3D TVs have already been discontinued; manufacturers have stopped leading them to be by 2017 – but you will still find many in use. Also, 3D video projectors are still available. This information is being retained for individuals who own 3D TVs, considering a used 3D TV, considering purchasing a 3D video projector, as well as for archive purposes.
While there are many loyal fans, many believe cheap tvs is definitely the biggest consumer electronics folly ever. Obviously, the true truth is somewhere in-between. Where will you stand? Have a look at my list of 3D TV benefits and drawbacks. Also, for the more in-depth have a look at 3D in your house, including the story of 3D, have a look at my 3D Home Theater Basics FAQs.
Seeing 3D inside the movie theater is something, but being able to view 3D movies, TV programming, and 3D Video/PC games in your house, although an attraction for a few, can be another.
In either case, 3D content targeted for home viewing, if produced well, and in case your 3D TV is correctly adjusted, can offer a great immersive viewing experience.
TIP: The 3D viewing experience works best on a large screen. Although 3D is offered on TVs in a range of screen sizes, viewing 3D on 50-inch or larger screen can be a more pleasing experience because the image fills much more of your viewing area.
Even though you aren’t considering 3D now (or ever), it turns out that 3D TVs may also be excellent 2D TVs. As a result of extra processing (good contrast, black level, and motion response) necessary to make 3D look really good over a TV, this spills over in to the 2D environment, making on an excellent 2D viewing experience.
Here is an appealing twist on some higher-end 3D TVs. Even when your TV program or movie isn’t being played or transferred in 3D, some 3D TVs have real-time 2D-to-3D real time conversion. OK, admittedly, this is not nearly as good an experience as watching originally produced or transmitted 3D content, however it may add a sense of depth and perspective if used appropriately, such as with viewing live sporting events. However, it will always be better than watch natively-produced 3D, over something which is converted from 2D on-the-fly.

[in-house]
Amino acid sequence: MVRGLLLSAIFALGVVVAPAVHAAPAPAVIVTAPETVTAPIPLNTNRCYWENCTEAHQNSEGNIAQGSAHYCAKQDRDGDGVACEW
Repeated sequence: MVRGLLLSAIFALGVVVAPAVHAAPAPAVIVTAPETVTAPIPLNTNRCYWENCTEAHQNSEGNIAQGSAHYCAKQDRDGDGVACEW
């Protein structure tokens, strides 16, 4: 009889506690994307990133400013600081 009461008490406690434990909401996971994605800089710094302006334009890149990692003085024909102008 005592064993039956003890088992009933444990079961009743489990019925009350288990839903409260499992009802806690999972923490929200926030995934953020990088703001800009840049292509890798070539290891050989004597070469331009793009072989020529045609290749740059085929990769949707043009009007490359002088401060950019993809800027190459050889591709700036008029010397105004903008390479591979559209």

Not all people likes 3D. When comparing content filmed or being presented in 3D, the depth and layers from the image are certainly not just like whatever we see in the real world. Also, just as a lot of people are color blind, a lot of people are “stereo blind”. To determine should you be “stereo blind”, look at an easy depth perception test.
However, even a lot of people that aren’t “stereo blind” just don’t like watching 3D. Just like people who prefer 2-channel stereo, as opposed to 5.1 channel surround sound.
I don’t have a problem wearing 3D glasses. In my opinion, these are glorified sunglasses, but some are bothered through to wear them.
According to the glasses, some are, indeed, less comfortable than others. The comfort level of the glasses could be more a reason for “so-called” 3D headaches than actually watching 3D. Also, wearing 3D glassed serves to narrow the realm of vision, introducing a claustrophobic element towards the viewing experience.
Whether wearing 3D glasses bothers you or perhaps not, the price tag on them certainly can. With most LCD Shutter-type 3D glasses selling for more than $50 a set – it can be certainly an expense barrier for all those with large families or lots of friends. However, some manufacturers are switching to 3D TVs which use Passive Polarized 3D Glasses, which are much less expensive, running about $10-20 a set, and are more comfortable.
After many years of research, industrial use, and false starts, No-glasses (aka Glasses-Free) 3D viewing for consumers can be done, and plenty of TV makers have demonstrated such sets on trade event circuit. However, of 2016, there are limited options that consumers can in fact purchase. For more details about this, read my article: 3D Without Glasses.
New tech is more expensive to acquire, a minimum of at first. I remember as soon as the price to get a VHS VCR was $1,200. Blu-ray Disc players just have been out for roughly ten years and also the prices of these have dropped from $1,000 to around $100. Moreover, would you have thought when Plasma TVs were selling for $20,000 when they first came out, and before these people were discontinued, you could acquire one for under $700. The exact same thing will occur to 3D TV. In fact, should you do some searching in Ads or on the web, you will notice that ereader came upon most sets, with the exception of the genuine high-end units that may still supply the 3D viewing option.